February 6, 2003

A Brave Beginning

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I used to be a fan of Tom Glavine because he was who I believed every baseball player should strive to be like. He kept his personal life out of the news and had that elusive work ethic.

Going into the offseason, I knew the Braves were going to be stretched. With the contracts of Greg Maddux and Glavine, to name a few, coming to an end, there was no way Atlanta could have signed everyone. Especially in the age of payroll reduction.

But after John Smoltz took less money to stay on with the Braves last year, I figured Glavine would be willing to follow suit.

He’s old, he faltered disastrously in the postseason, and although he is still considered one of the best pitchers in the league, his ship is headed back to port.

Taking these factors into account, I wondered how he expected to get the monster contract he was seeking, which was pretty clear when the phrase “shopping around” came out of his mouth.

Either I was wrong about his longevity, or the Mets and Phillies were desperate for a pitching elixir.

Thus, the bidding war began between the three NL East rivals. As the stakes rose higher, I doubted the Braves’ ability to match or even come close to the multi-million dollar contracts offered by New York and Philadelphia.

They did. Not quite the three-year deal worth $35 million from the Mets, but pretty darn close. Three-year, $30 million with an option for a fourth-year close. And this developed from the Braves’ opening offer of a one-year, $9 million deal.

But, Glav-ine’s gut told him that New York was the best choice for his family.

Uh, yeah right. He had been with Atlanta since he was drafted in 1984. How is moving your family the best choice for your family when your other option would be to not move your family in the first place?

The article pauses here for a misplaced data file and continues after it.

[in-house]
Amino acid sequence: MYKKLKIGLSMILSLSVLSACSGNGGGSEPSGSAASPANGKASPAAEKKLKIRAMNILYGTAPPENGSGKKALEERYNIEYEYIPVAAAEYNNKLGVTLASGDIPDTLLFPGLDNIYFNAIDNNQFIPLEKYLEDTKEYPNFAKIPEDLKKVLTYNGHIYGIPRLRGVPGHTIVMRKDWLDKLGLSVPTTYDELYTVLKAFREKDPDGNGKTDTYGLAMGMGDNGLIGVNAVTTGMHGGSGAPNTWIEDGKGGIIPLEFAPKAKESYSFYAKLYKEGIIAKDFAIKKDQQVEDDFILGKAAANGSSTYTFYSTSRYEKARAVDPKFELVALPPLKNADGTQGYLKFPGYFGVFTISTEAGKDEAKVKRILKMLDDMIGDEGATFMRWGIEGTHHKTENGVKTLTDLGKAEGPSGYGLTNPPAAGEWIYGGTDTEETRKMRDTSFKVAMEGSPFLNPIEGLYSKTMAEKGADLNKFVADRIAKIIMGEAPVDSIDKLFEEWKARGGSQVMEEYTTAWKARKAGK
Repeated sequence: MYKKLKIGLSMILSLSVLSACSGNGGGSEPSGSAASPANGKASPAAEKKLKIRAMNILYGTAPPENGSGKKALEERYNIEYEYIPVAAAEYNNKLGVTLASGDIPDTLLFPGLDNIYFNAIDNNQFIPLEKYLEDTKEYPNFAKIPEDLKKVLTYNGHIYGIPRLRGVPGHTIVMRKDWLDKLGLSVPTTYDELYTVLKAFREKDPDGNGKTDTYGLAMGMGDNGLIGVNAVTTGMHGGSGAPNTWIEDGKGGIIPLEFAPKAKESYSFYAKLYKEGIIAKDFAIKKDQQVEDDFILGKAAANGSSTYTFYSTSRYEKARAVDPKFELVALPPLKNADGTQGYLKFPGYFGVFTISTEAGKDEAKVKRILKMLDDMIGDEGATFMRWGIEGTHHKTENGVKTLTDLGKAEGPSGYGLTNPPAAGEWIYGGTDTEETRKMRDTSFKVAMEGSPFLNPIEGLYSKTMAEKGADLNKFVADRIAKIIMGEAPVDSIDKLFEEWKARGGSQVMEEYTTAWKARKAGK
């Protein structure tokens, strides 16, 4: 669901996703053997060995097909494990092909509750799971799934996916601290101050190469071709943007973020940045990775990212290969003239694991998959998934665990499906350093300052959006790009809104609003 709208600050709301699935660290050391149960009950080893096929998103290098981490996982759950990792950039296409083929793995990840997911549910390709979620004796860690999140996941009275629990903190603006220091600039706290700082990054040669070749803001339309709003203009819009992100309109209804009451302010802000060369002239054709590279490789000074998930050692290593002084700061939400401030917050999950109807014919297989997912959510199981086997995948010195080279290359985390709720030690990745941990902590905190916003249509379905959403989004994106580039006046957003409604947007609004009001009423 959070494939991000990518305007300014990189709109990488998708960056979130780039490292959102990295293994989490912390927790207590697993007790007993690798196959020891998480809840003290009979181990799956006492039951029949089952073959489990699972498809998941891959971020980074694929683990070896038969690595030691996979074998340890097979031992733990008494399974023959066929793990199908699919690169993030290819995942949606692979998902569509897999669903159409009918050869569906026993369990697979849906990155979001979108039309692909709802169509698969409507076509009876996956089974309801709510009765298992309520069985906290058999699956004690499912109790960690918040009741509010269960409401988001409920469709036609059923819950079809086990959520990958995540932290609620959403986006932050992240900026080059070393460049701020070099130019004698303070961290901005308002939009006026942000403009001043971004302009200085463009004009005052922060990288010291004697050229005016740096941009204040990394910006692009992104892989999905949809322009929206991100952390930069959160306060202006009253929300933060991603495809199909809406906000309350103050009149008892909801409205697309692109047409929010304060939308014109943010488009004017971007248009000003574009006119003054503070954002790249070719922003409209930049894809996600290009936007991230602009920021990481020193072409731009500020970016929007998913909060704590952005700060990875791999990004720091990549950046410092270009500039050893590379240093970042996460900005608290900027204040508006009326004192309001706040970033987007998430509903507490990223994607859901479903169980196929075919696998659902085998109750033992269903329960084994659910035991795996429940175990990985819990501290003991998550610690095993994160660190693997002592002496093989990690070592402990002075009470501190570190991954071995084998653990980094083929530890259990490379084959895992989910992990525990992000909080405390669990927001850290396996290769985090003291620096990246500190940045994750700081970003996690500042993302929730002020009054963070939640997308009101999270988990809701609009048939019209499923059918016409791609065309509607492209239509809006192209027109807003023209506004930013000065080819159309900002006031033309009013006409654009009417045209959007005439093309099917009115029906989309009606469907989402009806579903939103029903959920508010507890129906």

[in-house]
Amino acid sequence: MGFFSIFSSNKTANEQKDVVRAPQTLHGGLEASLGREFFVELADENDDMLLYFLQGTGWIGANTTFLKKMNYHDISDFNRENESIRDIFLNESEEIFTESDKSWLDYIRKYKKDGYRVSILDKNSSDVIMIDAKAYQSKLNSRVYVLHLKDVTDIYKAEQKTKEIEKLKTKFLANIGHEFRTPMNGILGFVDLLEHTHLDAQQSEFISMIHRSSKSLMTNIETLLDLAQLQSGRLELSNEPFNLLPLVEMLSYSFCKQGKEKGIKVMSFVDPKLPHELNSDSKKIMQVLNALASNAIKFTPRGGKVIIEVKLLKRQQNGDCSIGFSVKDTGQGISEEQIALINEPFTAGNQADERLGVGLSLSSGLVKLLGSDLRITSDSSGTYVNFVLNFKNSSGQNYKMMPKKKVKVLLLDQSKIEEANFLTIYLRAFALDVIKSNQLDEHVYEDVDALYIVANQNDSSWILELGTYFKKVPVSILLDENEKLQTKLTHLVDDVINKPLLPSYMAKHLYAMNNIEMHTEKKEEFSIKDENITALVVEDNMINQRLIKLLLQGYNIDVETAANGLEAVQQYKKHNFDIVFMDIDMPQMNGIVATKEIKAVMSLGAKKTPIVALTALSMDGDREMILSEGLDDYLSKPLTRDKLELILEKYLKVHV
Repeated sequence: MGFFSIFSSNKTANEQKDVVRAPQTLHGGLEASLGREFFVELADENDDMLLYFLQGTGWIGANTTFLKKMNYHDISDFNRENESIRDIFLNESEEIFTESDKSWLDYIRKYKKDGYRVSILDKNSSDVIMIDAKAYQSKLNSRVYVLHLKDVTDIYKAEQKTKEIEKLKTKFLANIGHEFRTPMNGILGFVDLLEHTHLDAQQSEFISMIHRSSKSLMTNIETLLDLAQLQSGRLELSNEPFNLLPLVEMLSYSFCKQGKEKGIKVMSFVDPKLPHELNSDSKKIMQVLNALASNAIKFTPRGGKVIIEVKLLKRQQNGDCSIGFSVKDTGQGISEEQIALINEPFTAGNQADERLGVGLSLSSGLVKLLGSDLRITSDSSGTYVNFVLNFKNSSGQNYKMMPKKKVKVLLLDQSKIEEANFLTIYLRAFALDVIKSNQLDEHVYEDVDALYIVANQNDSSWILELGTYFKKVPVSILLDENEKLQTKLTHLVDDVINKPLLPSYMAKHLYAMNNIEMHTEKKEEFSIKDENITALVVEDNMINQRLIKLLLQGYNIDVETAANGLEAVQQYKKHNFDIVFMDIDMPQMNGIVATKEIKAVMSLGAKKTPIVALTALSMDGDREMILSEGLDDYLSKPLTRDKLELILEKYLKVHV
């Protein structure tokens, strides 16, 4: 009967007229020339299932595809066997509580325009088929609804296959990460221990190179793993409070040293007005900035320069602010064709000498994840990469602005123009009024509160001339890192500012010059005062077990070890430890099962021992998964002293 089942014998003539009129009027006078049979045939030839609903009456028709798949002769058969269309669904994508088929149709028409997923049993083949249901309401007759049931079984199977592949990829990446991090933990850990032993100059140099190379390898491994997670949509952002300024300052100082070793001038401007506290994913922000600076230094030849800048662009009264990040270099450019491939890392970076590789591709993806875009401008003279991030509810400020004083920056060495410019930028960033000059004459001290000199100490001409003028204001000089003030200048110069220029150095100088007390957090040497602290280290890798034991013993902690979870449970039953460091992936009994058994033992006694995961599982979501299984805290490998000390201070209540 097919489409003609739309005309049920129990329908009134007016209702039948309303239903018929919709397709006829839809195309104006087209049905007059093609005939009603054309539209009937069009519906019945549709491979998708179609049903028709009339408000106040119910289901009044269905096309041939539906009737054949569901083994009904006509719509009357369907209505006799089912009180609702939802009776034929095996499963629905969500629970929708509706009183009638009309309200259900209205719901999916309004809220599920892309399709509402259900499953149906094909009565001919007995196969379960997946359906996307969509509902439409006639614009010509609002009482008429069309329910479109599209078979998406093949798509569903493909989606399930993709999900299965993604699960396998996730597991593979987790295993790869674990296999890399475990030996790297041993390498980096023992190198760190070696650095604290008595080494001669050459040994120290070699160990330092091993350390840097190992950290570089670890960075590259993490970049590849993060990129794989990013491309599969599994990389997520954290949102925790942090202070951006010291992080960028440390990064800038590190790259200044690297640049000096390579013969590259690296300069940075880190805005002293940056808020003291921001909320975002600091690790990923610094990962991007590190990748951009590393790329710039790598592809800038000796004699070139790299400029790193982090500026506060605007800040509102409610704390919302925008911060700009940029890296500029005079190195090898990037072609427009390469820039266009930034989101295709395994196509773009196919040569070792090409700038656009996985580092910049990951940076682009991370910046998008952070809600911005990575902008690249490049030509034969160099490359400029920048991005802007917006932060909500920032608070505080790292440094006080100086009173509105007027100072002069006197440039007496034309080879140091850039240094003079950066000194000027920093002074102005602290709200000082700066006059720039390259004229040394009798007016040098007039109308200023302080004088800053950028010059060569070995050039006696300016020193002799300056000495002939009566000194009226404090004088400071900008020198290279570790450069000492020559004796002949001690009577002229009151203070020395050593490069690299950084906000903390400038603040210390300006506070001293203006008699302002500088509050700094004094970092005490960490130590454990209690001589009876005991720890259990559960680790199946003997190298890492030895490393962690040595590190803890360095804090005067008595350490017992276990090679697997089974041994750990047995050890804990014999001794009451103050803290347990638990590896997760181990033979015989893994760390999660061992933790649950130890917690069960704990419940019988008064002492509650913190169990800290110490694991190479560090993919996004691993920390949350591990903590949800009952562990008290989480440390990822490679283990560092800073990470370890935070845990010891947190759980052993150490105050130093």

Well, so is his choice to move. Obviously, money is the main reason and perhaps Glavine was bothered by the Braves’ request to defer most of his payment.

But if you think about deferred payment for a second, you see that it can only benefit you and your team because it gives the front office more money to get better players immediately.

Maybe Glavine isn’t interested in winning the World Series. He did sign with the Mets despite having a virtually identical contract from the Braves sitting on his desk.

Now, instead of finishing out his career with a team and city that showers him with praise when he wins and forgiveness when he chokes, he will wither away in the bowels of Shea Stadium.

If the Hall comes a calling, I wonder which team he’ll put on his plaque?

Now that pitchers and catchers have reported, I’m sure he’s finally experiencing the weight of his decision. Maybe it’s not so bad right now since he has a dozen or so followers in his clubhouse seeking advice from the Cy Younger.

If he isn’t the million-dollar man that New York thought he was, he won’t be able to rest easy in a city that has no loyalty to its former enemy.

Perhaps then he will regret turning in his old #47 for the new orange version.

It will be strange not seeing Tommy in the dugout, but I don’t want someone who is willing to forego championships for money on my team anyway.

I guess he’s not the guy I thought he was.

Archived article by Katherine Granish